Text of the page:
‘It (Big Pink) is the first witness of this album that’s been thought and composed right here inside its walls’.

However, the Basement situation reflected on the sound of the album.

Robbie Robertson
Now we were in this basement, with all those hard surfaces, our usual style became a little irritating on the ears. So we ended up playing in a way that we had a balance amongst us. If anybody was playing too loud it was really obvious because you couldn’t hear the singer. That became a bit of a standard of us in a circle, playing to one another.
UNCUT 31 July 2015

Garth Hudson
Each member is accompanying the words. When the singer was singing, the guitar would play something that would complement it. That’s also how I saw my job: texture, the occasional solo, little fills. It’s simple. In the basement, we were all close together, it was an acoustic approach, and I think when you listen to Big Pink you hear that. Nobody tries to jump in and take over.UNCUT 31 July 2015

Half of the album was done at Phil Ramone’s A&R Studio in New York City over just two sessions – Tears of Rage, Chest Fever, We Can Talk, This Wheel’s On Fire and The Weight. They were recorded on a four track machine (as was Sergeant Pepper ). The Band laid down the instrumental live on tracks 1 and 2, put horns on track three and vocals and tambourine on the fourth track. Producer John Simon has mentioned the wonderful acoustics of A & R studio where it was recorded.

A&R was described as a barn-like studio at the top of the building. In the sleeve notes to various releases, and in Robbie Robertson’s autobiography, Testimony, there is discussion over the sessions. Initially they were set up in the studio separated by sound baffles, but they felt at a loss without eye contact, so asked to be set up in a circle without baffles. This disconcerted the engineer, because this meant sound leakage between instruments, which meant difficulty in isolating one on the faders.

Robbie Robertson
There was a certain attitude of knowledge from the engineers. ‘Here’s how you make a great sounding record – you do it our way ‘cos we’ve tried everything and we know what works and what doesn’t work.’ We went along with the whole thing and we got to a place where we were going to record a song. We got halfway into it and none of us knew what to do or where to go next. We didn’t memorise music that way. We absorbed music through one another … We communicate by nods of the head, a look in the eye, the way I move my guitar neck- it signals a break coming up. If we can’t see the signals, we’re wandering in space. We have to set up in a circle where we can see one another and communicate.
Mojo #299, October 2018

Robbie Robertson
I laid out the floor plan. “Rick needs to be right here, facing Richard. Take away all the baffles. I’m gonna sit right here in front of Levon, and Garth will be between Rick and me … the drums can stay where they are, I said, and we’ll all just move in.
Testimony, 2016

Levon Helm
Actually, a lot of that stuff was cut upstairs at A&R Studios on Seventh Avenue in New York City. We would usually use the big room up there on the seventh floor. That studio was so big, they used to do a lot of those live dance party records there. When we played there, I would set up in the middle of the room. They had a sound booth over against the wall. and Garth would put a couple of his speakers into that sound booth so he could distort them, or whatever. The piano would be in a standard sort of place, and we’d pull a couple of chairs up for Robbie and Rick, and they’d pull up their amps beside them. We’d have a couple of barriers around the drums to keep them from leaking. We’d have the mikes on the amps. The bass would usually go direct, and we’d have live vocals.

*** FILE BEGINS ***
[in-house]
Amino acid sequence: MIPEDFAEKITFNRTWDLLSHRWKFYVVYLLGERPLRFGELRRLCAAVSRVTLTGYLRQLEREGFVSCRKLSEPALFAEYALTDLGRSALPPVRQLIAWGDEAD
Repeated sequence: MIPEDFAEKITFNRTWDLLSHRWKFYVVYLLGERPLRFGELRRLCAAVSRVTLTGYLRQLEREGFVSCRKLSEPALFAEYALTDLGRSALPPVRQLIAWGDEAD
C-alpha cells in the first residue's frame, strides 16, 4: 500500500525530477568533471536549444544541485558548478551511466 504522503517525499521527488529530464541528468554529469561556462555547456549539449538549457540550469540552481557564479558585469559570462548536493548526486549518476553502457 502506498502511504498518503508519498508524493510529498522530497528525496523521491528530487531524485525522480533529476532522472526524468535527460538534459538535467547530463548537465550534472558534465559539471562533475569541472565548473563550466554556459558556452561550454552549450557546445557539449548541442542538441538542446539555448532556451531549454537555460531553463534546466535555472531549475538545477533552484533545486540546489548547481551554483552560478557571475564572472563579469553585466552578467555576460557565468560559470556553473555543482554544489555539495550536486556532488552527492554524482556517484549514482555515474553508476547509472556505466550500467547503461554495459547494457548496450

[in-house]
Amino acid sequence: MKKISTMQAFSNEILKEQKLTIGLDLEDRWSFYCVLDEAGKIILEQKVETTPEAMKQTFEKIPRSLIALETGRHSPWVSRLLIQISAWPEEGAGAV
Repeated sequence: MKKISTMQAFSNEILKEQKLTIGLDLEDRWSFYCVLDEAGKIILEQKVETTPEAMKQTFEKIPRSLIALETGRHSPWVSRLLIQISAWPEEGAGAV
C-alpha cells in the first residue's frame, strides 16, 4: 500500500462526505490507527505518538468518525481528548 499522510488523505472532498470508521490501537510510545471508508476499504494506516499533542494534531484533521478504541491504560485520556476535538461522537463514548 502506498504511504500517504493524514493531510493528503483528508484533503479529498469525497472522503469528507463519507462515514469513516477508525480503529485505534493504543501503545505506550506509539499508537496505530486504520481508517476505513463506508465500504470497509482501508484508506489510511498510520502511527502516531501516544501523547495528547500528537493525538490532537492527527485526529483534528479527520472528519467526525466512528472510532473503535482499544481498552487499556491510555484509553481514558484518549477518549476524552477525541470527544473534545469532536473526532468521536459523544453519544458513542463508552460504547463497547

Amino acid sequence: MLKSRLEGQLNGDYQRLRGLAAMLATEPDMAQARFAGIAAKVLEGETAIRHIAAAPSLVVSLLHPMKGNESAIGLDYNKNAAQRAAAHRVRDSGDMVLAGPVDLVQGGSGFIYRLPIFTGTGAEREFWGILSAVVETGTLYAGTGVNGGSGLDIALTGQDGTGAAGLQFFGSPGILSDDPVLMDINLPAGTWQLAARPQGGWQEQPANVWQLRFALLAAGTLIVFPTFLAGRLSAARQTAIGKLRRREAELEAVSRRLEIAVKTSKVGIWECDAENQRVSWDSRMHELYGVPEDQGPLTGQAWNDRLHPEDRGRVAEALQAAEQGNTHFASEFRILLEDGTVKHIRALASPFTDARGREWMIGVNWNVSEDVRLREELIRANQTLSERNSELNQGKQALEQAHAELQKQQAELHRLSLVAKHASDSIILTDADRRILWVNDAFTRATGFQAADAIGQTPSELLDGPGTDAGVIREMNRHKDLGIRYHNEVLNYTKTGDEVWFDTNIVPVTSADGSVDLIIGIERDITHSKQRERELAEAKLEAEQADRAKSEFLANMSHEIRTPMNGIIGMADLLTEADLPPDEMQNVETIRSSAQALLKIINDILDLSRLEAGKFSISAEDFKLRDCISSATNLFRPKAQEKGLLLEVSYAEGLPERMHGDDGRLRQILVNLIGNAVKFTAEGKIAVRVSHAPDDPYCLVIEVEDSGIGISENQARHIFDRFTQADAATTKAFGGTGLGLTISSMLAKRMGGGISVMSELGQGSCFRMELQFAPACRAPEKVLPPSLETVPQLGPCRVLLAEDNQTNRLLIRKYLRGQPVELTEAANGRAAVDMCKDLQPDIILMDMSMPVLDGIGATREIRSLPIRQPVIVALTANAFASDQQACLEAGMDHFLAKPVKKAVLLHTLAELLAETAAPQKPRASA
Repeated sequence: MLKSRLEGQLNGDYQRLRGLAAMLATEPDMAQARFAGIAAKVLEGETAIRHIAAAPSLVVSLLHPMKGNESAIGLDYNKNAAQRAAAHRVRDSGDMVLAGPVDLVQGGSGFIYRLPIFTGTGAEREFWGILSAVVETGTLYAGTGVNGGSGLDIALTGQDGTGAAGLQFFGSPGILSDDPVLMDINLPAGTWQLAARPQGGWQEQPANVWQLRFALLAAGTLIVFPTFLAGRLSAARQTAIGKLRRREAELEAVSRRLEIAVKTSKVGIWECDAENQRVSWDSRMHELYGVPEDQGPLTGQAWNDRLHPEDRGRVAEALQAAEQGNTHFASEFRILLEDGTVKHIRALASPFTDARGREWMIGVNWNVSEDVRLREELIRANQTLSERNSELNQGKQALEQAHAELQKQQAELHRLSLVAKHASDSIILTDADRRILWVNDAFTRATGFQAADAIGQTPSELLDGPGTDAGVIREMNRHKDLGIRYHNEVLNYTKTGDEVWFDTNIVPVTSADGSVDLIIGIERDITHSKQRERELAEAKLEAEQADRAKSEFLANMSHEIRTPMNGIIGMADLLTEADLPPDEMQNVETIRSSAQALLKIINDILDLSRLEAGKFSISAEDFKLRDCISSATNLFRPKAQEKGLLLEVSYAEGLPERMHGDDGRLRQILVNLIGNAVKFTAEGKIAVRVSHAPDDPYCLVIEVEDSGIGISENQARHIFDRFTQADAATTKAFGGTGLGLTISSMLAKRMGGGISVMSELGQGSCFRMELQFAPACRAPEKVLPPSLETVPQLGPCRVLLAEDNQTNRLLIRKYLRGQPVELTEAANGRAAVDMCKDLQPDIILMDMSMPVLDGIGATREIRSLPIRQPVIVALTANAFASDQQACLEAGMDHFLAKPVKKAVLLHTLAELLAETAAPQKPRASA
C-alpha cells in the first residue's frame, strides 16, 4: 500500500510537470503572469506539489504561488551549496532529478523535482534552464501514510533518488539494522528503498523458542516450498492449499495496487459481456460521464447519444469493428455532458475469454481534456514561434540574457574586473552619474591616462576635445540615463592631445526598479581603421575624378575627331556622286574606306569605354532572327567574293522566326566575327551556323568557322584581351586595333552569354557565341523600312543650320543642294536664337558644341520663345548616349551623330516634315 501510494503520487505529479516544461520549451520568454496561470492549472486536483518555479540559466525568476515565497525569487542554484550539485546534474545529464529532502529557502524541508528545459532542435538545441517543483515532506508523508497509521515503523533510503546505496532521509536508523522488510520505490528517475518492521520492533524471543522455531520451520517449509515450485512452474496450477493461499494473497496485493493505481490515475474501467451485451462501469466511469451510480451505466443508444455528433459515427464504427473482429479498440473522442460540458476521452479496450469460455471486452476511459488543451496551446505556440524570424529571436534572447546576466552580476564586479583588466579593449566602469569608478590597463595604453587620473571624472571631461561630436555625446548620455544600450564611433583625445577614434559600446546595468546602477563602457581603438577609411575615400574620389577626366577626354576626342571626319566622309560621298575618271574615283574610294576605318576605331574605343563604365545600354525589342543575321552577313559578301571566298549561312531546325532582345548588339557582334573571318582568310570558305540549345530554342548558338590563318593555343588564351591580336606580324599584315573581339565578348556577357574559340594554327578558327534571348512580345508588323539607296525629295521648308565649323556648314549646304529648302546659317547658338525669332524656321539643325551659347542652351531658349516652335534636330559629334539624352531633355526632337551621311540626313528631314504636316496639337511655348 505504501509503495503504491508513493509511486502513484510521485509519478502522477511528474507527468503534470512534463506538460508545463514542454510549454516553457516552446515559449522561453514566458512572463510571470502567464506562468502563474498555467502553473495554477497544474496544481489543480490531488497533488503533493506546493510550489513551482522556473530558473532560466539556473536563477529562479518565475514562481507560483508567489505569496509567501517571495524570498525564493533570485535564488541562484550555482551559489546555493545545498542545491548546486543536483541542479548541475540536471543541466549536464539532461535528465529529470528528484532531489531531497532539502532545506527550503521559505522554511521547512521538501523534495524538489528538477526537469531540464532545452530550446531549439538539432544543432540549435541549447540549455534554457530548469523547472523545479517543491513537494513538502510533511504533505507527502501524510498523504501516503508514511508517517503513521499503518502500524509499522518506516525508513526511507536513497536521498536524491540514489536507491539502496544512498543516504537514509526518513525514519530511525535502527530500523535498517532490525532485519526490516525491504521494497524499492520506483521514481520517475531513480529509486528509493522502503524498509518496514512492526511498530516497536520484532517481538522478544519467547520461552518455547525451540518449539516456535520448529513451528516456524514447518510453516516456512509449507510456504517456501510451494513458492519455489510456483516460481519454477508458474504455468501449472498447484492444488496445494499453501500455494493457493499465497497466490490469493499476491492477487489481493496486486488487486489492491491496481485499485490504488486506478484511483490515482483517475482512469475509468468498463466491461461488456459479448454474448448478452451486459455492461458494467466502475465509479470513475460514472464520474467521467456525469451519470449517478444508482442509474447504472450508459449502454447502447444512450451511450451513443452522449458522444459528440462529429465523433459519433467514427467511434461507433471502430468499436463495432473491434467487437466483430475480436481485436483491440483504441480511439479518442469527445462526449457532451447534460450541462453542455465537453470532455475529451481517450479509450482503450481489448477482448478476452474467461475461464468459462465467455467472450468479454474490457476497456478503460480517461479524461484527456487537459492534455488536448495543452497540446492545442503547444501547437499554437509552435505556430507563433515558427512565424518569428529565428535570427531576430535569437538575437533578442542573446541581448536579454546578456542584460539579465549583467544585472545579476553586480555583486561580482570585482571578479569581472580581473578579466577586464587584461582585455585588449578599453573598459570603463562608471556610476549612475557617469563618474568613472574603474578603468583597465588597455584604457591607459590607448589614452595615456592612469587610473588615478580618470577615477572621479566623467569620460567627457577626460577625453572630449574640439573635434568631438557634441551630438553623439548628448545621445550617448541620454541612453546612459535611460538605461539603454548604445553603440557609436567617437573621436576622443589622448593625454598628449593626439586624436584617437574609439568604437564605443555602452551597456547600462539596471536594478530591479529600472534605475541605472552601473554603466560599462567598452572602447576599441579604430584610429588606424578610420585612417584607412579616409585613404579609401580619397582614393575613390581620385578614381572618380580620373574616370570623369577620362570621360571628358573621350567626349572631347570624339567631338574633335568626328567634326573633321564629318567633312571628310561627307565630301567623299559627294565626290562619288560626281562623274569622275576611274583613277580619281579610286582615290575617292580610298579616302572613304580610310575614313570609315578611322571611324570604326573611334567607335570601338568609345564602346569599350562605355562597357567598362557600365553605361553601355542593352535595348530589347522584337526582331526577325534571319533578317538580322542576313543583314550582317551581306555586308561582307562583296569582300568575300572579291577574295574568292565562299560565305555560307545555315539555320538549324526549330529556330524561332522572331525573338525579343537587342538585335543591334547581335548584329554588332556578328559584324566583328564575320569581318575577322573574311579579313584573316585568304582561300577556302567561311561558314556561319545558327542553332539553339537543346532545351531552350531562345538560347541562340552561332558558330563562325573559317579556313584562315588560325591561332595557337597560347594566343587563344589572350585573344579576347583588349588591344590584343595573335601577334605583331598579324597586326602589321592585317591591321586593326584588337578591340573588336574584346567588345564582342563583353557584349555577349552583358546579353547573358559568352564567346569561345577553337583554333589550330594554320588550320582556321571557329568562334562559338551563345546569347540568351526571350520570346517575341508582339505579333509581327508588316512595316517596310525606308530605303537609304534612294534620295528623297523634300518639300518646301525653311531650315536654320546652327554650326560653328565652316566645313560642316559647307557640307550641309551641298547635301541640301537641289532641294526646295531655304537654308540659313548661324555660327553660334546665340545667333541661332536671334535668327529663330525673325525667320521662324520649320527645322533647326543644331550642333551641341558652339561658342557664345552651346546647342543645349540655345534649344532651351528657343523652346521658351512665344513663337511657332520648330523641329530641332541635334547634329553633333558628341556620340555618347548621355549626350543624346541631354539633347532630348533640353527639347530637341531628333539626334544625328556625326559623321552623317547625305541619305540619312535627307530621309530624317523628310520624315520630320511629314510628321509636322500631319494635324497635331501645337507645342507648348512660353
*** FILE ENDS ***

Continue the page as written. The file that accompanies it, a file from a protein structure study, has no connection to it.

The Big Beat: Conversations with Rock’s Great Drummers, Max Weinberg, 1984

Levon Helm
 There were sound baffles around the drums, and John Simon would kind of lean over them to discuss different drum ideas and strategies.
This Wheel’s On Fire, 1993

Baffling … ‘Take away all the baffles‘ v ‘There were sound baffles around the drums.’ The sound of cymbals and hi-hat are like WB40 penetrating oil. Without some kind of baffle they’re all over everything. Some studios put drums in a soundproof booth, as I know well. We have used a music studio for spoken voice ELT recording, and I was the voice of instructions for audio exercises. I found myself isolated in the drum booth after lunch because of stomach gurgling. I spent many unhappy and lonely hours there.

Or was it John Simon’s idea?

Robbie Robertson
John Simon was wonderful in helping translate what we were doing, with all of the limitations in technology back then, but Bob (Clearmountain) has gone so much deeper inside of the textures and the sonics of this record (the 50th Anniversary Remix). We’d started off recording in little isolated booths, unable to see each other. But we couldn’t create that way, because we couldn’t see each other, and play off each other and make eye contact. So John put us in a circle and recorded us that way, even though it presented technical problems. And all of a sudden the songs just blossomed.
Daily Beast 1 September 2018

However, check out the many photos of Beatles recording sessions at Abbey Road. Early on they are sitting or standing in a circle facing each other. In the Revolver sessions, you can see sound baffles around each of them. So in 1968, A&R were generally using baffles, but surely removing them was simply going back a few years?